“Mmmmm, yes and no,” says Wu.


“If buying the property overseas can get the investor a permanent residency visa, then shout about it. But be careful about over-promoting things like the EB-5 visa in the U.S.A. The scheme is all about setting up a commercial enterprise and investing in a U.S. business, as well as a U.S. home. And businesses can fail and lose a lot of money.”


“There are entrepreneur visas and Trust | and reassurance are vital when the Chinese buy abroad says Adam Wu


investor visas and all sort of different rules and regulations. These sorts of things can be seen as a bonus, but not necessarily as a real driver of the deal.” “I think that you are, as an agent, likely to get more attention if you are offering things like the Malaysian second home visa or the Turks and Caicos Islands local residency visa alongside the property as a real added- value offering.”


“Chinese buyers really like the idea of buying in the Turks and Caicos Islands and, after fi ve years, becoming an overseas citizen of the U.K. They have the money, they are all just looking for somewhere sensible to park it.” So … offer somewhere that will


“Lots of Chinese buyers don’t realise they can borrow abroad, or use


ADAM WU | 65


the word, literally and metaphorically. The western developers are all in crisis and don’t have the money for things like a traditional road-show around a lot of big Chinese cities. They can’t afford to travel around a country the size of China. The logistics involved are very hard. And they often don’t speak the Chinese language either. We can use our network to get around these diffi culties.”


“Developers in China have a


different problem. They have money but the government is restricting their opportunities. They are being pushed out of China to fi nd schemes overseas. We have helped a number of them, especially in areas like the Caribbean.” What’s on Wu’s mind at present? The London Olympics he says, quick as a fl ash, and the boom in Chinese students at universities overseas.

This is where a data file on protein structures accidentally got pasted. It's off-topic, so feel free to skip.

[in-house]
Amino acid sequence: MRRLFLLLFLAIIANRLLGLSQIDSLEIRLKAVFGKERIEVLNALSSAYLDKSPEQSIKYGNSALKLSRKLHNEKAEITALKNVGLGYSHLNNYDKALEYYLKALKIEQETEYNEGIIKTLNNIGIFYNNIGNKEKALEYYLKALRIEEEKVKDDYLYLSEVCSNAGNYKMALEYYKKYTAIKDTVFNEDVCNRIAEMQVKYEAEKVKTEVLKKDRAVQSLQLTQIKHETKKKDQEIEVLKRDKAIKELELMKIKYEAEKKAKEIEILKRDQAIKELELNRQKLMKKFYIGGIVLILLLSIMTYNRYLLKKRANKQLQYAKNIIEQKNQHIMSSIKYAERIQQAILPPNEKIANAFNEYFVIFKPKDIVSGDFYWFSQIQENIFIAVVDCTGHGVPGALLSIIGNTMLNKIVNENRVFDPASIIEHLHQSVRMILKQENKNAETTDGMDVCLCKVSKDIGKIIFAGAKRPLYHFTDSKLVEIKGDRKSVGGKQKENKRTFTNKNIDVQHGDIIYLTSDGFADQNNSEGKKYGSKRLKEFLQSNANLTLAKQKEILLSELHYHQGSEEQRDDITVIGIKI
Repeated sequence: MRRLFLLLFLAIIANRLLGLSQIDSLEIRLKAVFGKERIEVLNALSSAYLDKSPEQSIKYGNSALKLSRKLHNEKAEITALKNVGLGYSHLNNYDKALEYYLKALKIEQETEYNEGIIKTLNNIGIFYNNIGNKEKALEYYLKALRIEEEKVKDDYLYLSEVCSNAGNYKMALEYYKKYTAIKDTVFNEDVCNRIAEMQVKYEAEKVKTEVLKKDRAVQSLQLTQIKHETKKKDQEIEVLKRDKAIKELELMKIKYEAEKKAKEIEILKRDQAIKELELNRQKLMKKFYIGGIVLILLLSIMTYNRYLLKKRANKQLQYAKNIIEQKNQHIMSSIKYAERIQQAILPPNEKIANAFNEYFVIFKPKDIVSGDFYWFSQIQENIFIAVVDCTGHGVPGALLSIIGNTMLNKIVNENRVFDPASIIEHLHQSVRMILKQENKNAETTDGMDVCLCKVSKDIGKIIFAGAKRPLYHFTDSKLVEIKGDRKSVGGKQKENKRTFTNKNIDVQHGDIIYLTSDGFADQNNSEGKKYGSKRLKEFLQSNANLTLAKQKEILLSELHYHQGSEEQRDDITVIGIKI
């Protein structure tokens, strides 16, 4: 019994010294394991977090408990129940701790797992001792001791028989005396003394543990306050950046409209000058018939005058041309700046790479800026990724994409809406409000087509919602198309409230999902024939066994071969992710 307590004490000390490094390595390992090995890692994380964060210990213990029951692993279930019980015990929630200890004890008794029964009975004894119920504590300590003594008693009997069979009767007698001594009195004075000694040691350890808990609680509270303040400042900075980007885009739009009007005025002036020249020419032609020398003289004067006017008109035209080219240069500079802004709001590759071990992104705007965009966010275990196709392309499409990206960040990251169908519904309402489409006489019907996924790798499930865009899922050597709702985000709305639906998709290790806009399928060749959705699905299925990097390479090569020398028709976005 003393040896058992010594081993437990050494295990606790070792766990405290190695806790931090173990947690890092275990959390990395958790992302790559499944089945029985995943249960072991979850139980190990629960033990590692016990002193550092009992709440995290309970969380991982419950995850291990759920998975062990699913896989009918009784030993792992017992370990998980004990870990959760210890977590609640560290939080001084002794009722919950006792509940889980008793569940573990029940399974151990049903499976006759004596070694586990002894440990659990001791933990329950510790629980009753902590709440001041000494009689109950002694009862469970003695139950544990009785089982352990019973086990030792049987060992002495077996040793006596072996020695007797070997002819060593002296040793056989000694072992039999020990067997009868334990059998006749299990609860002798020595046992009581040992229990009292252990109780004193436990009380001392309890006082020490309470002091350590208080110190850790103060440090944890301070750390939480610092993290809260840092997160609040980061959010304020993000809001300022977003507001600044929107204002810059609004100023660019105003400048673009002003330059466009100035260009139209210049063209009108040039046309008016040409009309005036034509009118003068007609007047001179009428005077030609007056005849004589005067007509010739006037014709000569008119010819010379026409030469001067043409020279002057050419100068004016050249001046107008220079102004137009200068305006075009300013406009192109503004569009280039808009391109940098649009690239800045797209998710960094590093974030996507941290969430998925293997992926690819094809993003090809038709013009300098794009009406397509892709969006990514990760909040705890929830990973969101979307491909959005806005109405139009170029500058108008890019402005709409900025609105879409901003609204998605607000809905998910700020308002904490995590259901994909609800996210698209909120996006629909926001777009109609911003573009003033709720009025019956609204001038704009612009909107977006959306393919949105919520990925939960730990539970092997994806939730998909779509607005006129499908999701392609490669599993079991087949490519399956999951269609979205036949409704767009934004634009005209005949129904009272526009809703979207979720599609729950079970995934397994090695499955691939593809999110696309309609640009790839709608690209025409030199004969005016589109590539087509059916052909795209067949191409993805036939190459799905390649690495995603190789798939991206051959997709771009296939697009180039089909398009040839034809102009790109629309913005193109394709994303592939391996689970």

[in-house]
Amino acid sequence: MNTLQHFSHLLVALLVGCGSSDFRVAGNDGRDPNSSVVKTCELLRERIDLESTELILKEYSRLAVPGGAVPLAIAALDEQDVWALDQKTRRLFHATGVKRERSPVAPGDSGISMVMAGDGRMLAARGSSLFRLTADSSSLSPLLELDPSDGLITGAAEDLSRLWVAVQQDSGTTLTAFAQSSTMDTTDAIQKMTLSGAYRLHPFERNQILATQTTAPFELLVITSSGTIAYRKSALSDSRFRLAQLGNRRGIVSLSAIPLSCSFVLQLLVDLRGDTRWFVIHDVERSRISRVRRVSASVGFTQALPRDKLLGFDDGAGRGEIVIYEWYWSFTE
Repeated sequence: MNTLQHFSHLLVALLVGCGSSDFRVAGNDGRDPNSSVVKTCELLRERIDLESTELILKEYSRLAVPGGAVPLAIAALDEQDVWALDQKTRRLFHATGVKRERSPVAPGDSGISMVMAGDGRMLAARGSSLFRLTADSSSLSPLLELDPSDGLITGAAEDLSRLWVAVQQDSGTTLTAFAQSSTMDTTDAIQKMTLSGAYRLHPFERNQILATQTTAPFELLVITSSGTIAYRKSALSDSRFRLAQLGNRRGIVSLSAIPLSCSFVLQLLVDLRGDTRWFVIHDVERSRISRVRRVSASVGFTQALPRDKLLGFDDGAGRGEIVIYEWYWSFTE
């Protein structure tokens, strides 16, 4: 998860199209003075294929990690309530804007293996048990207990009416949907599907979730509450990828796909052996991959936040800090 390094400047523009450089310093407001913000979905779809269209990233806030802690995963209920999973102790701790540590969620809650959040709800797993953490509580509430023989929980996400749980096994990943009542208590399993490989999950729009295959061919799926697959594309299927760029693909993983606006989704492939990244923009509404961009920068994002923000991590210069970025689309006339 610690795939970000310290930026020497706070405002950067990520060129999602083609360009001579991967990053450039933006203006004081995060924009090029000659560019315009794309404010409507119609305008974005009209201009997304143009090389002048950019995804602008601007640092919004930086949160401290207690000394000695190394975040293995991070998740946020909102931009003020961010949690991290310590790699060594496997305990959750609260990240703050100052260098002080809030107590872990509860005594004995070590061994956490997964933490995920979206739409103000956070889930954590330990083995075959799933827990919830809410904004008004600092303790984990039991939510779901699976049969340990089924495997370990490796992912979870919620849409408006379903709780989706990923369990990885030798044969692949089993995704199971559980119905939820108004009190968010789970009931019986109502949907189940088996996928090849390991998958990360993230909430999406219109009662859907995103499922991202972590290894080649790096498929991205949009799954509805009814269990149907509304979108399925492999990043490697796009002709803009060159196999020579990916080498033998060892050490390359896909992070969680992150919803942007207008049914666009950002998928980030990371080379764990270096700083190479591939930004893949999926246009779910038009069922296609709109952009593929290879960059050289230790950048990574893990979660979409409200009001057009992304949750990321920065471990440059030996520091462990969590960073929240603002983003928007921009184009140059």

savings as collateral”


make good money, as well as an escape route out of China.


Are there blockages? “It can be hard to borrow money overseas sometimes, if you are a Chinese investor,” says Wu. “Not that this is a problem if you work with us. Many overseas banks fi nd it hard to assess the creditworthiness of a Chinese buyer, and lots of buyers in China don’t even realise that they can borrow abroad, or use their savings as collateral to buy more.”


“But, we have good links with


organisations like The Bank of China, or The China Industry and Commerce Bank, and can help. We will act as intermediaries and get fi nance in place.” “CBN will also help developers fi nd agents and buyers. I can help spread


“I have helped a lot of Chinese parents fi nd student homes for their children overseas in the past few years,” he says. “I advise them to get a two-bedroom apartment, put their child in one room and get rent out of the other room – enough rent to pay for the running costs of the apartment. Pick the right city, like London, and then sell it on after 5 or 10 years and make a good piece of capital growth.”


Any regrets? “I should have bought some apartments of my own in the UK city of Leeds,” he says. “Leeds has two big universities and this summer it will be the training base for the Chinese Olympic team. I could have got in there at the right time and made a good return. But I didn’t.”


There will be more opportunities to come though, he adds, smiling. “I’m sure of it.”